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'Car 54, Where Are You?'

By David Mills
Washington Post Staff Writer
January 29, 1994


Bill Fishman
David Johansen;
John C. McGinley;
Fran Drescher;
Nipsey Russell;
Al Lewis;
Rosie O'Donnell
Children under 13 should be accompanied by a parent

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Let's make short work of this. "Car 54, Where Are You?" is a stupid movie. Stupid stupid stupid stupid stupid. If you pay money to see it, then you're stupid. I got paid to see it, and I feel stupid. Stupid because I resisted the impulse to flee the theater after 15 minutes, clutching my scalp and yelling "Stupid stupid stupid stupid stupid!," and then kick the glass out of the candy counter and slap the zit-faced punk who tore my ticket. Sure, innocent people would've been hurt, but such an outburst might have at least purged me of the toxins that constitute "Car 54, Where Are You?"

Listen people, life is too short. I could've strolled out of the multiplex yesterday and slipped on some ice and busted my skull open and died. In which case my last 90 minutes on Earth would have been spent sitting through "Car 54, Where Are You?" It is a chilling notion indeed.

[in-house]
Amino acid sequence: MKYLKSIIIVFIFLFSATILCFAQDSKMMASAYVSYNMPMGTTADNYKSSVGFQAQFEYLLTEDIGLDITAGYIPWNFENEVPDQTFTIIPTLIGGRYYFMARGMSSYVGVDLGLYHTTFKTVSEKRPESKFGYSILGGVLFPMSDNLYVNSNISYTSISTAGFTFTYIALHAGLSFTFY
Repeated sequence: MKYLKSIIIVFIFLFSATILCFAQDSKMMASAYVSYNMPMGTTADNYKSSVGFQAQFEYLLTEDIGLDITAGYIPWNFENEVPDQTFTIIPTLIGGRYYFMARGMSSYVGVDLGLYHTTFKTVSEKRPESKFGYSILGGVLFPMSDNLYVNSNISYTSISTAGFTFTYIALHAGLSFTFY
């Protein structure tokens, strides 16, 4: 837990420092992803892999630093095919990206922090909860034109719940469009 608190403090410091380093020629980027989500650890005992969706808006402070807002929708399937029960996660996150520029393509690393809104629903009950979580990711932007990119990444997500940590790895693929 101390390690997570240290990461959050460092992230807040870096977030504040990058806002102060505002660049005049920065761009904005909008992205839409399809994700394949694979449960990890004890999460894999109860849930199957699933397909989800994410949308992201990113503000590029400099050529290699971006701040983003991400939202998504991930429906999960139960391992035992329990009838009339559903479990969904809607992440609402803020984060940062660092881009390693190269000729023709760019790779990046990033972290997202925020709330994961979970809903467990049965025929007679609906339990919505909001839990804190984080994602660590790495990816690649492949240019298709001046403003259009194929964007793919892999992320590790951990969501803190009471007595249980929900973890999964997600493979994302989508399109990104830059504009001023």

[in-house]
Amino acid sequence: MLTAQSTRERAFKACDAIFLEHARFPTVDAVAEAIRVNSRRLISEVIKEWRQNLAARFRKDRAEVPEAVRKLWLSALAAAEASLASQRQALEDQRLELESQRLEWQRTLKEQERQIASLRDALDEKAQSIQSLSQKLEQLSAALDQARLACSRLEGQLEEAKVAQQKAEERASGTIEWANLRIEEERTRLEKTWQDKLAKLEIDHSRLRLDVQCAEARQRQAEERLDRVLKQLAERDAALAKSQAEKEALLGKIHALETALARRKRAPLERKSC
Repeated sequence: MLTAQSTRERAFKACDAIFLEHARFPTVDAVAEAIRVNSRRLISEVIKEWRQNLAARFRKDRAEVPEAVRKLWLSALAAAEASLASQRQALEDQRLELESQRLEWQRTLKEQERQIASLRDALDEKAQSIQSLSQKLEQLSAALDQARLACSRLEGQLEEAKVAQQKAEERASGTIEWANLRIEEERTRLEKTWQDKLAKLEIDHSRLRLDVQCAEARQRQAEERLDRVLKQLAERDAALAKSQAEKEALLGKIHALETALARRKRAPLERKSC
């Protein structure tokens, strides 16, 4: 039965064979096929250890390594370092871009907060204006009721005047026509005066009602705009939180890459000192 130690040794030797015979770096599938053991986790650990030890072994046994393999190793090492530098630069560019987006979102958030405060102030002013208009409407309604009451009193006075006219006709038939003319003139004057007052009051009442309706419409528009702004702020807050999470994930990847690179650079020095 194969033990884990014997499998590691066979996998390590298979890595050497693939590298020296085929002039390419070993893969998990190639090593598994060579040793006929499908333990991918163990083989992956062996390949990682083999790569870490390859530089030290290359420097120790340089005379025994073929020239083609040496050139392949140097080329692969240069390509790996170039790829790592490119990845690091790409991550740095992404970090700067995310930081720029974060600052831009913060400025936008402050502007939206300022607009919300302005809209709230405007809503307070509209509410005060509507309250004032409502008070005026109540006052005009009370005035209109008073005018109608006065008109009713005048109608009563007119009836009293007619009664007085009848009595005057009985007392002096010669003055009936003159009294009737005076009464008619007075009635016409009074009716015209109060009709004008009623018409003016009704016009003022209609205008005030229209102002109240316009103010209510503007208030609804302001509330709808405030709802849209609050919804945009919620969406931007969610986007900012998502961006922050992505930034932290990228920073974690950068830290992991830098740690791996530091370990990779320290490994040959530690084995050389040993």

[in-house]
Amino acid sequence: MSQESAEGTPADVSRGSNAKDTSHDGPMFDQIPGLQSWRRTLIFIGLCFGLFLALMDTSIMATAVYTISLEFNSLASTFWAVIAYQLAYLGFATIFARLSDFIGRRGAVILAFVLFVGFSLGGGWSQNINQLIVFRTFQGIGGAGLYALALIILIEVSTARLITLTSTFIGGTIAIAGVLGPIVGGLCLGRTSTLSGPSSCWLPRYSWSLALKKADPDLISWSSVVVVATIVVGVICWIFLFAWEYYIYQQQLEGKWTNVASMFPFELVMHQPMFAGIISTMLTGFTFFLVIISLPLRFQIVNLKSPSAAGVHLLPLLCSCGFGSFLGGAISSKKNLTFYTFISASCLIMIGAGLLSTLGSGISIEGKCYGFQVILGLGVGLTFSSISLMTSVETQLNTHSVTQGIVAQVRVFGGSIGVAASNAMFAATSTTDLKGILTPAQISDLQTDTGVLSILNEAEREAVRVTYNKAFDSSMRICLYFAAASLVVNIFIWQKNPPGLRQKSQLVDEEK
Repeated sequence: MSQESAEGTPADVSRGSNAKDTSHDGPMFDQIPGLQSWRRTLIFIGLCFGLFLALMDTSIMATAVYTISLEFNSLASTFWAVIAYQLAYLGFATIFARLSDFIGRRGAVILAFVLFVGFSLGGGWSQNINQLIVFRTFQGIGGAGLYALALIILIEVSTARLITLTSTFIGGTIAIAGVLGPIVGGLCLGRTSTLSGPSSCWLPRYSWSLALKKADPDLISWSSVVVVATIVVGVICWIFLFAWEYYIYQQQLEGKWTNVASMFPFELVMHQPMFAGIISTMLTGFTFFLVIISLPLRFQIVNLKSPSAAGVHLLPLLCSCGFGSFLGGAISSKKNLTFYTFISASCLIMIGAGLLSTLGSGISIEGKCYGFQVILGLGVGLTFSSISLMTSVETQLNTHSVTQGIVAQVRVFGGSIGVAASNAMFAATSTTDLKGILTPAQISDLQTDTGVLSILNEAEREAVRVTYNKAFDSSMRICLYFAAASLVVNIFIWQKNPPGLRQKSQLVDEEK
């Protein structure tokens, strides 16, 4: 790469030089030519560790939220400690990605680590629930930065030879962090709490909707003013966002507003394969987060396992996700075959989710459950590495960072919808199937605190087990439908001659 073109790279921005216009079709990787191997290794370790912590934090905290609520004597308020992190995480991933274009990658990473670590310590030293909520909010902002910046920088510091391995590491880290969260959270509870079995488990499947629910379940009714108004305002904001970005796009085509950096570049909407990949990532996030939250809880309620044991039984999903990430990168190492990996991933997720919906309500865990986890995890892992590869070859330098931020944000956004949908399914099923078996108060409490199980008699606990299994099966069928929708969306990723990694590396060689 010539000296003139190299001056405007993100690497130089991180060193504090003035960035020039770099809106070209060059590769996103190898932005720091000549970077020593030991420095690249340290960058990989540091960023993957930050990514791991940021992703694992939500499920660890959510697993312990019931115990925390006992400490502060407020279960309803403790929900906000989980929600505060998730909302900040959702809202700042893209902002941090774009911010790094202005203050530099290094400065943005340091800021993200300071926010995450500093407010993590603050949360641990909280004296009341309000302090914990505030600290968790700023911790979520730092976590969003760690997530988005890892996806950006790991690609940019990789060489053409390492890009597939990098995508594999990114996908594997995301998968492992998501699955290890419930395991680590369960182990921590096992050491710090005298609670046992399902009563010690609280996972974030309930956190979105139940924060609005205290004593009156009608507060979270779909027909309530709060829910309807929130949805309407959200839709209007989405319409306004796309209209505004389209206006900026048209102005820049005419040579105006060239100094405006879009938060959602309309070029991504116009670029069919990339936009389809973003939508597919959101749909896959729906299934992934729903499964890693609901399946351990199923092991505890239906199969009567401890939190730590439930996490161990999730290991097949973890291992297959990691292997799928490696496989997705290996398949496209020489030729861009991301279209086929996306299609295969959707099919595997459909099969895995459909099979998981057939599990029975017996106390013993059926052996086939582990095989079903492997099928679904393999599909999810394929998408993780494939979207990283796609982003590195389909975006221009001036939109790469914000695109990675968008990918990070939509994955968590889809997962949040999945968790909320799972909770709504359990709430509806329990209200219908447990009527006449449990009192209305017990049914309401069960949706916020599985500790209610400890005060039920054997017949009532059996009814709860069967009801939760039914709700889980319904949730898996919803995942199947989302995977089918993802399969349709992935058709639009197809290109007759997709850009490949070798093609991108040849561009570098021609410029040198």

Based on an early-'60s sitcom remembered by no one under 40, "Car 54, Where Are You?" is a slapstick cop farce that revels in simple-minded jokes about boogers, erections, catheters and nipple-piercing. Resuscitating the roles of Officer Toody and Officer Muldoon -- made famous by Joe E. Ross and Fred Gwynne -- are David Johansen and John C. McGinley. Johansen, of course, is one of the planet's least amusing life forms, whether as a squinty, sandpaper-voiced comic actor (like here) or as the campy, gate-mouthed song stylist Buster Poindexter (actually, Johansen sings in the movie too). McGinley plays Muldoon as a big, unappealing jerk, repressed and repressive. Watching them together is about as much fun as being Tased.

Also on hand are a couple of embalmed relics from the TV series: Nipsey Russell and the frightening Al Lewis (as "Schnauzer").

© Copyright 1999 The Washington Post Company

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